Δh = 2ρΔε
Equation (2) is the fundamental equation to determine the thickness reduction of the test piece from the strain measurement in ACSSM.

2.2. Concept of the ACSSM with an Active Dummy Circuit Method

To observe the thickness reduction by corrosion of the test piece based on the strain measurement, accurate measurement is necessary, because the thickness reduction of the test piece in a short time period is generally ≤5 × 10−6 m.
Environmental factors, such as temperature variations, during measurement affect not only the test piece and sensor, but also device elements such as the operation amplifier, causing measurement drift.
Therefore, to observe small thickness reductions caused by corrosion, the active dummy circuit method was proposed. In this study, the active dummy method consists of not only active and dummy sensors but also active and dummy circuits for strain measurement. Figure 2 shows the concept of ACSSM with an active dummy method. The active output (εΑ) of an active gauge of an active circuit included the drift of the sensor from environmental factors. Therefore, the dummy output (εD) of the dummy gauge of the active circuit was used to eliminate the effects of environmental factors during the measurement.
The output of the dummy circuit is the difference between the outputs of active and dummy strain gauges; to eliminate the drift from the circuit itself, the output of the dummy circuit was used. The strain (Δε) was finally obtained as the difference between the output of the active and dummy circuits with the difference circuit. In the study, two active and two dummy strain gauges were employed to enhance the resolution of the measured strain.

2.3. Design of the ACSSM with an Active Dummy Method

As mentioned above, two active and two dummy strain gauges were employed. The gain of the strain measurement circuit using the gain resistor (RG) of 4 Ω with the active dummy method was 12,500. The relationship between the voltage and strain in the master curve was measured [31]. Using the RG of 4 Ω, relationship between the strain and voltage was linear, following the equation Δε = –11 + 27 ΔV, where ΔV is the output voltage of the strain measurement circuit before it is converted to Δε. The slope of the equation was used to convert the output voltage of the circuit to strain, which was 27 × 10−6 ε for 1 V.

2.4. Experimental Setup for Dry-Wet Measurement by ACSSM

The test piece of the sensor is 95 mm in length, 45 mm in width, and 0.5 mm in thickness, made of low-carbon steel, has a corroded area of 1350 mm2, as shown in Figure 3. The ACSSM device comprises a base and cover with ρ = 430 mm, as in reference [30]. The test piece is placed in the apparatus and the edges of the test piece are fixed.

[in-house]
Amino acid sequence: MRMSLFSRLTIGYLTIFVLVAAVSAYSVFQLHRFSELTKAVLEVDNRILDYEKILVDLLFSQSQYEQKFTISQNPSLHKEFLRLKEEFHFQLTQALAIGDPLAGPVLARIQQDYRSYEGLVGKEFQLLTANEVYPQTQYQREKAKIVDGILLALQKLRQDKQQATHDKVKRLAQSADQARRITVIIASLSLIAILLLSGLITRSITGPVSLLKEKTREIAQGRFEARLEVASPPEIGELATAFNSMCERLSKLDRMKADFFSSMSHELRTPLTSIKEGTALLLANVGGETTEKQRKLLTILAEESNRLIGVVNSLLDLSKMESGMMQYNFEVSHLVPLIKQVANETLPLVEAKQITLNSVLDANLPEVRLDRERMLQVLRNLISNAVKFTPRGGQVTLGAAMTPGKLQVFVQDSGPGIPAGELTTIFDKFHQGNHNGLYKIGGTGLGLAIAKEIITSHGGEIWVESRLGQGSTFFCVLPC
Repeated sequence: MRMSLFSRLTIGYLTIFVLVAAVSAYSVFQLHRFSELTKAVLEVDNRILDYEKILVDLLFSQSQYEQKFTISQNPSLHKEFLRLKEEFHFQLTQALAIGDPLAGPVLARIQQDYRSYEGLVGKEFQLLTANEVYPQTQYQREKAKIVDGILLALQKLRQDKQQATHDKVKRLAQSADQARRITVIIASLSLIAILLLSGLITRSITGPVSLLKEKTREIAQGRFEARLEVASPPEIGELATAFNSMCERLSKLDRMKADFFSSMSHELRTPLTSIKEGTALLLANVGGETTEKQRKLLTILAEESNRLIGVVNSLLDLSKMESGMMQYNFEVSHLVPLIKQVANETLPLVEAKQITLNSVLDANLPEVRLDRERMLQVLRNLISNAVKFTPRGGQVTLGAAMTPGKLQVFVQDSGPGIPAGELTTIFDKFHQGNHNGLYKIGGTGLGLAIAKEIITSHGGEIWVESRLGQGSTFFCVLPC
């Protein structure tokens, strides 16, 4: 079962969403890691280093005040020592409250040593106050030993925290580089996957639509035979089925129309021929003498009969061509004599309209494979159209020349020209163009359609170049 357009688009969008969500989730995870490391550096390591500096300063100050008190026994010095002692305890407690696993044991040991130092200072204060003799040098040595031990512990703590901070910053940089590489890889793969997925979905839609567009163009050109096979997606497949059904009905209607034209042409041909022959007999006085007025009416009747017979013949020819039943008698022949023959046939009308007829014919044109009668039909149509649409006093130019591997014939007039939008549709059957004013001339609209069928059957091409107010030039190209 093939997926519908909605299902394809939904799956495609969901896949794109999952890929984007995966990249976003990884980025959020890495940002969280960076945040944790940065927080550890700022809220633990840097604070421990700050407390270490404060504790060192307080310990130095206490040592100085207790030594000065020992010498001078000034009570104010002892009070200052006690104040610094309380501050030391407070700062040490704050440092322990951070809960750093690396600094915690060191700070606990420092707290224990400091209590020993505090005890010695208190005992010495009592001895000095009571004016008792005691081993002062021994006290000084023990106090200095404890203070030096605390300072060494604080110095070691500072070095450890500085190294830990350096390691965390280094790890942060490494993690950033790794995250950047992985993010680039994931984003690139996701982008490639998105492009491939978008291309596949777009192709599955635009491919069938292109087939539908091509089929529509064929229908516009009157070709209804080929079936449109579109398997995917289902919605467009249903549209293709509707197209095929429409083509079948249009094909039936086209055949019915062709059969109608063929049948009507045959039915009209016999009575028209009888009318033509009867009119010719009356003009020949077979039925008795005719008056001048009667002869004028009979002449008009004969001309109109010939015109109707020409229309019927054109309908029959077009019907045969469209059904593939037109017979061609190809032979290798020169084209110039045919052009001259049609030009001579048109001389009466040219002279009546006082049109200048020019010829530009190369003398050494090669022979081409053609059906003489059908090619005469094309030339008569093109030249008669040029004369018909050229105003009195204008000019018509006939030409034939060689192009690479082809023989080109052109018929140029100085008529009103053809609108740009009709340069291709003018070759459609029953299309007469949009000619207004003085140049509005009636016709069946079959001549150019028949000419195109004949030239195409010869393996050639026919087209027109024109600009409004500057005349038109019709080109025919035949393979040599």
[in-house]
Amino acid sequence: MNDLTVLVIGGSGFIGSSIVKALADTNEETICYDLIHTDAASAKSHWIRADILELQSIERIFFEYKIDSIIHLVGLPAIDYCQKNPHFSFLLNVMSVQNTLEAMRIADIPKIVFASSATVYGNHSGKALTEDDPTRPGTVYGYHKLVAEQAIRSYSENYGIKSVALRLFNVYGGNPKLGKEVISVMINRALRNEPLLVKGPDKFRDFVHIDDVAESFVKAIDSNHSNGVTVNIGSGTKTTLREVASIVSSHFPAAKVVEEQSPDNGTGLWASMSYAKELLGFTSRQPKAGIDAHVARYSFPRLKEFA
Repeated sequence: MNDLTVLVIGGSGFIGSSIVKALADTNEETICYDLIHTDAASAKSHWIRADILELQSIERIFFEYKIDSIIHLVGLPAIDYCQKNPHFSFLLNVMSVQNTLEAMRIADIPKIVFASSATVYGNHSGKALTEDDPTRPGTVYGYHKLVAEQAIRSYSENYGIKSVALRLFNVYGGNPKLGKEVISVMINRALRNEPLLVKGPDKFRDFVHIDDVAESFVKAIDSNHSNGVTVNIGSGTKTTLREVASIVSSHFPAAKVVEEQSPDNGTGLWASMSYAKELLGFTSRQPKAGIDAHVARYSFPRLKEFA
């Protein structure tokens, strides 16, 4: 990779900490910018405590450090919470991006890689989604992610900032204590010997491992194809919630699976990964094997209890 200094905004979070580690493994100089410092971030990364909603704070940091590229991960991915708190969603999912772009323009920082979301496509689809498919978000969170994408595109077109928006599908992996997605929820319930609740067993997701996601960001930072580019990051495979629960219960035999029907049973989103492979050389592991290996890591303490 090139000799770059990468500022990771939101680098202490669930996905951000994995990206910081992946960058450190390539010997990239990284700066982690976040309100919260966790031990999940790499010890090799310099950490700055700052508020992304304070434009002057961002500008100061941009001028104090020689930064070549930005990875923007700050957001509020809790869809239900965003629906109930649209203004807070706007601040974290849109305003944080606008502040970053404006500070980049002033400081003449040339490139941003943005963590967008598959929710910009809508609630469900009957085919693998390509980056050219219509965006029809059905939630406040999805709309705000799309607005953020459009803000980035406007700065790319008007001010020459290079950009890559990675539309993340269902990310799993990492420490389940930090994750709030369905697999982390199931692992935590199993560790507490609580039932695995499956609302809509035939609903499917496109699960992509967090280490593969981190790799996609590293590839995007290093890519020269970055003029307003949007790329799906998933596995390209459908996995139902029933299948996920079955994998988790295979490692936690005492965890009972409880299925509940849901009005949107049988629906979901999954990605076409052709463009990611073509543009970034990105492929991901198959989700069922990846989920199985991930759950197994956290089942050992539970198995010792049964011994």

Eight strain gauges were attached to the back side of the test piece in the configuration as shown in Figure 4. The two active gauges (RAA) of the active circuit were attached beneath the corroded area and two dummy (RAD) gauges of the active circuit are attached beneath the uncorroded area. In the dummy circuit, four strain gauges (RDA and RDD), equal to the number of strain gauges in the active circuit, were used and attached beneath the non-corroded area.
Δε between εA and εD is used to evaluate the thickness reduction from the corrosion. The strain measurement circuit having an active circuit, dummy circuit and differential circuit [31] were fabricated by authors. As strain gauge, FLA-5-11 (Tokyo Sokki, Tokyo, Japan), the ACSSM were used. The input voltage of bridge circuits of active and dummy circuits was 3 Volt.
Figure 5 shows the experimental set-up of the dry-wet condition using strain gauges. The data logger GL7000 (Graphtec, Yokohama, Japan) monitors the output voltage from the active, dummy, and differential circuits every 10 min and measures the temperature simultaneously with a thermocouple. Using the relationship between strain and voltage given in Section 2.3 and the relationship between strain and thickness using the mechanical calculation in [15], Δh = 0.86 Δε × 10−6 m, Δh is obtained with Equation (2).
In the experiment, a 5.0 wt % NaCl (salt) solution is periodically applied to the test piece in the sensor under dry-wet conditions. The experiment is performed in two stages: the initial measurement before spraying the salt solution to investigate the compensation of environmental factors, and the dry-wet condition with sprayed salt solution. To discuss thickness reduction based on the strain measurement, several specimens of test piece material as coupon were prepared and periodically sprayed with 5.0 wt % NaCl solution. The test piece and coupons were sprayed once a day using around 3.75 mL of 5.0 wt % NaCl solution.

3. Results and Discussion

Figure 6 shows the experiment results under dry-wet condition using ACSSM for 15 days before salt solution is applied. The results indicate the effects and the compensation of environmental factors on the signal. The εA follows the temperature signal of the test piece (TTP) and has the same tendency as the εD. TTP varies over approximately 0 to 20°C for εA around 100 × 10−6 ε; the drift is 5 × 10−6 ε/°C. Despite using the active and dummy strain gauge method. Meanwhile, Δε is more constant around 25 × 10−6 ε with a drift of is 1.25 × 10−6 ε/°C. This corresponds to a 75% decreased in drift from environmental factors. The ACSSM measurement system with the active dummy circuit method is therefore robust against environmental factors, such as temperature variations, during measurement.